Housing construction unexpectedly rose in September to the highest level in seven months, defying expectations of a slowdown in the booming housing market.

The Commerce Department (search) reported Wednesday that construction of homes and apartments rose by 3.4 percent last month to a seasonally adjusted annual rate of 2.11 million units, the fastest pace since last February.

Analysts had been forecasting that housing construction would decline by 1.7 percent in September, believing that increases in mortgage rates (search) would finally start to cool the red-hot housing market.

Even with the September increase, the expectation remains that housing will slow in coming months because of the jump in mortgage rates.

Freddie Mac (search) reported that 30-year fixed-rate mortgages hit 6.03 percent last week, the first time they have been above 6 percent since last March. Economists predict that those rates will continue to rise as the Federal Reserve keeps pushing interest rates higher to combat inflation pressures spawned by this year's surge in energy prices.

The 3.4 percent increase in construction reflected strength in both single-family and apartment activity. Single-family home construction rose by 2.6 percent to 1.75 million units while multifamily construction rose by an even stronger 7.8 percent to an annual rate of 361,000 units.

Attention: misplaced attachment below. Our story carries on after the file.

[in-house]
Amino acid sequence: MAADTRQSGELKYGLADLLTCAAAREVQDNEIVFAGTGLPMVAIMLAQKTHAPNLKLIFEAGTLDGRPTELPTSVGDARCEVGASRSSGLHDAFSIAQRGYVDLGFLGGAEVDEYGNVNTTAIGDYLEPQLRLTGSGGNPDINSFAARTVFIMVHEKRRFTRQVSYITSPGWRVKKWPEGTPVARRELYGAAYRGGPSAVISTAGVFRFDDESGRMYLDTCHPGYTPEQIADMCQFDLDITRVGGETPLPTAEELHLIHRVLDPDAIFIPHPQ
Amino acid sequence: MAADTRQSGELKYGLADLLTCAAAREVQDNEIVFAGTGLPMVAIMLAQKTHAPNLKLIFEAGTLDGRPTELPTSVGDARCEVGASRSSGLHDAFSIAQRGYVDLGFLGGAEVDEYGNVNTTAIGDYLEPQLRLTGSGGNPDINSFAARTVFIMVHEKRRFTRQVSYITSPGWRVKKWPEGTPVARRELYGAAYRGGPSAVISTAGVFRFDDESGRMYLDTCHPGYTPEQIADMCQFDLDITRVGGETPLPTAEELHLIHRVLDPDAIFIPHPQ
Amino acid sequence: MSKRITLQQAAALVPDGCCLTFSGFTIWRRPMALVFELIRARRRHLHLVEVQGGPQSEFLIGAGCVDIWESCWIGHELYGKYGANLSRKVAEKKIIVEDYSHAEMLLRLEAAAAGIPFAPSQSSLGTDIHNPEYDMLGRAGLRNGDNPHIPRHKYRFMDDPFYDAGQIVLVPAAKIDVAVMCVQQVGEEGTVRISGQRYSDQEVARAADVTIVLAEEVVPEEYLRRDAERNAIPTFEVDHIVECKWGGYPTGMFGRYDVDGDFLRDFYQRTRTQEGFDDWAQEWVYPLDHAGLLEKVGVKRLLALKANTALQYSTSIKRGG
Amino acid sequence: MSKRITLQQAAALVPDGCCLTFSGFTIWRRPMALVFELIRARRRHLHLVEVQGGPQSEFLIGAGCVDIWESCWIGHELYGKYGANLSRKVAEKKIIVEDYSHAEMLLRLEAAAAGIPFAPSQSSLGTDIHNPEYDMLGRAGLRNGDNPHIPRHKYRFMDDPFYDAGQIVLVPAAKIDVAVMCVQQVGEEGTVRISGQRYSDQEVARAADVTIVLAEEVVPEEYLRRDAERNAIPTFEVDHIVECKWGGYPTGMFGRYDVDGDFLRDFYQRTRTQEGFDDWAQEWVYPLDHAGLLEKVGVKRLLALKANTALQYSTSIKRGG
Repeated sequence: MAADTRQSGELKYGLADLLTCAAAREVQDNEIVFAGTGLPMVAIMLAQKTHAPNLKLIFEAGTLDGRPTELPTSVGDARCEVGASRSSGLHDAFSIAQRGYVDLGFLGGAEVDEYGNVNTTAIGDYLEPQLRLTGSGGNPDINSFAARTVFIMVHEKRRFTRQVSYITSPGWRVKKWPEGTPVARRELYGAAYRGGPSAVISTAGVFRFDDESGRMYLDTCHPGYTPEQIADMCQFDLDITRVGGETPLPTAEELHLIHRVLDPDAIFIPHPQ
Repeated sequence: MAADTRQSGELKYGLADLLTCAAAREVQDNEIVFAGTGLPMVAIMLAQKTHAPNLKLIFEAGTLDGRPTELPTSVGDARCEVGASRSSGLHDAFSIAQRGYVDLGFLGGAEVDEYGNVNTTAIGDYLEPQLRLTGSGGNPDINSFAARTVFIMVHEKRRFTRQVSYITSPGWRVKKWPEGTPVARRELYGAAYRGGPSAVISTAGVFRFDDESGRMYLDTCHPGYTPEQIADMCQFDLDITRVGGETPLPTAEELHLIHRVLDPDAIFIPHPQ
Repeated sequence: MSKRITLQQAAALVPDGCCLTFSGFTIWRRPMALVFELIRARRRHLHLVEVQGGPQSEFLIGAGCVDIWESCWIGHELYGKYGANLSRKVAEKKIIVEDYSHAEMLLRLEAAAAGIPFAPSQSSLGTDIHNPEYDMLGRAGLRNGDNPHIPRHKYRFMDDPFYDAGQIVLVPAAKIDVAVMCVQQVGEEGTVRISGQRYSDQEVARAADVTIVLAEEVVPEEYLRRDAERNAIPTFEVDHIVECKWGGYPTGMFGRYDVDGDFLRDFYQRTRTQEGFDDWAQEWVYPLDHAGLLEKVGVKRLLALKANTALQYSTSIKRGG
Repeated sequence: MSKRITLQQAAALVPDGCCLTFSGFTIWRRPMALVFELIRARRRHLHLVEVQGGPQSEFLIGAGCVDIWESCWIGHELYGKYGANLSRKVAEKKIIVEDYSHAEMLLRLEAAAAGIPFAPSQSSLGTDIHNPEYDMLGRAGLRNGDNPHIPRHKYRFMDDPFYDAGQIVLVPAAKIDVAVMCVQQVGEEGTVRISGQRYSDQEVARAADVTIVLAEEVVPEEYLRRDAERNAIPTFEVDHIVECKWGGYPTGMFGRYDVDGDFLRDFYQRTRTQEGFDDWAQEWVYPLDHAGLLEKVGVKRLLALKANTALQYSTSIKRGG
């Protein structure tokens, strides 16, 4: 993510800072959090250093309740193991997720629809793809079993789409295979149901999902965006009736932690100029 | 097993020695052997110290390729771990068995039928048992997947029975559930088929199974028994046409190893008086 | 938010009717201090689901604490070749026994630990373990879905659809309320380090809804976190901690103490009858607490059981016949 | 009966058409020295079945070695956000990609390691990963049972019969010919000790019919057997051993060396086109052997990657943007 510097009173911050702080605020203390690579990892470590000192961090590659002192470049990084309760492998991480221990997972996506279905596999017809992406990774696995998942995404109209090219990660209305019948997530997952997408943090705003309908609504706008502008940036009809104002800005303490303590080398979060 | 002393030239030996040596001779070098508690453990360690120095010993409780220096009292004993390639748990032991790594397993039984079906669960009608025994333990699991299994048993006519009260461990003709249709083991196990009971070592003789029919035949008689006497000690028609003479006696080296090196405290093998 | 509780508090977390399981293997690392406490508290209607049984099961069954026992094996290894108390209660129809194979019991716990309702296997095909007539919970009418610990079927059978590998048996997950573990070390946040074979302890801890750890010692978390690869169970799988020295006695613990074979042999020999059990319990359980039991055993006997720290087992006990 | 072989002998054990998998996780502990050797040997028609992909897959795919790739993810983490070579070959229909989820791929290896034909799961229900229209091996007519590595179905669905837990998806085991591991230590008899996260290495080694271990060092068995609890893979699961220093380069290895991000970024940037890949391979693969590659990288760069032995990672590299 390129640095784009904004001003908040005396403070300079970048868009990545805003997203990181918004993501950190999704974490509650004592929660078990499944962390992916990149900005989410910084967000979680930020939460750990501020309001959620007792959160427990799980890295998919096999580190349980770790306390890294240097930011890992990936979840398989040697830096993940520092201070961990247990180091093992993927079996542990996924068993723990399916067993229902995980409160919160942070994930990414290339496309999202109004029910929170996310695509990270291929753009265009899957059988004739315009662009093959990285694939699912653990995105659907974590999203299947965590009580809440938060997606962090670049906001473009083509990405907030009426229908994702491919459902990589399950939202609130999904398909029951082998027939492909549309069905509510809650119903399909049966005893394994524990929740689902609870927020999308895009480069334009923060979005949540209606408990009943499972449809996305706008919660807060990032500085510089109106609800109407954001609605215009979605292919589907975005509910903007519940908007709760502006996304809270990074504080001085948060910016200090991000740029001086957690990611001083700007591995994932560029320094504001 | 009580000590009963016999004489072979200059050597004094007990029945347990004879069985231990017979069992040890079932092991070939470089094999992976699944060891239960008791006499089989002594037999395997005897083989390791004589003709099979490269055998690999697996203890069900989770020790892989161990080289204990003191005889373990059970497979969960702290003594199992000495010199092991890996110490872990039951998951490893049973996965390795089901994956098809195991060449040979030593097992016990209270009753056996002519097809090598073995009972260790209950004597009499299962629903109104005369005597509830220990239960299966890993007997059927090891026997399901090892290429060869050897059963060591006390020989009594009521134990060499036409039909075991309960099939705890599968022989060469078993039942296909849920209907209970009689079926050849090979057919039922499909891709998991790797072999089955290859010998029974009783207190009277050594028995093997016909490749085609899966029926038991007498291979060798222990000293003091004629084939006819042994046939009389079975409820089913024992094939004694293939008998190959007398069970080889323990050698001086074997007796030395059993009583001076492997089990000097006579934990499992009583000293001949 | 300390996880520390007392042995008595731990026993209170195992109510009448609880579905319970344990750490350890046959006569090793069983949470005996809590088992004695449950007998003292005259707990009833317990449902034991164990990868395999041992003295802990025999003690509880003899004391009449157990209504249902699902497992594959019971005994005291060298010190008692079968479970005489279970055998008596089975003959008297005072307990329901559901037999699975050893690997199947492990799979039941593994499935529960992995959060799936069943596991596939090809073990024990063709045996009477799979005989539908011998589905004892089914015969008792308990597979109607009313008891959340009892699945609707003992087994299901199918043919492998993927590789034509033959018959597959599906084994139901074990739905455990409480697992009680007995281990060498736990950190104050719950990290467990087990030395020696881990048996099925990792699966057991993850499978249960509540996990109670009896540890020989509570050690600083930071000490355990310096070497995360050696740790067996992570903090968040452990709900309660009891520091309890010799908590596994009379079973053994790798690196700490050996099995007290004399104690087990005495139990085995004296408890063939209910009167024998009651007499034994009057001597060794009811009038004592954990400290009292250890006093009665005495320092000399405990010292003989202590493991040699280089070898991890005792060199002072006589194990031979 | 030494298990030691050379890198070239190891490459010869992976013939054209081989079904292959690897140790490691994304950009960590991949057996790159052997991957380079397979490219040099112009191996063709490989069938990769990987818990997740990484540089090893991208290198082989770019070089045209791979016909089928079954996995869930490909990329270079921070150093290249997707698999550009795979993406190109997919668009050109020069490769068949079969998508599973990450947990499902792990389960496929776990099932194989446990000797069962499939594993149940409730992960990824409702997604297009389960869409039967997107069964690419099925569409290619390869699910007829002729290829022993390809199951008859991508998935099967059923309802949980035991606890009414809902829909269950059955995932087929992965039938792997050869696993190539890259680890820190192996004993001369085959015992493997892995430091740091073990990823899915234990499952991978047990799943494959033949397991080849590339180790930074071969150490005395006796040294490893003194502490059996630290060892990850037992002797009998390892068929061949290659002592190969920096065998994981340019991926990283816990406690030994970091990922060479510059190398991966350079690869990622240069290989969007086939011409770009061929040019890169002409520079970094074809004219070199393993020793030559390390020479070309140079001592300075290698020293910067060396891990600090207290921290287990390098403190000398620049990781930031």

The report showed that the rise in building activity was led by a 6.9 percent increase in housing activity in the South, where the pace of building rose to a seasonally adjusted annual rate of 198,000 units. The government said that this increase was not affected by the devastation from Hurricanes Katrina and Rita.

Housing construction was up 1.9 percent in the Midwest to an annual rate of 368,000 units. Two regions showed no gains in September. The Northeast remained at an annual rate of 198,000 units, the same as August, while the West remained at an annual building rate of 561,000 units.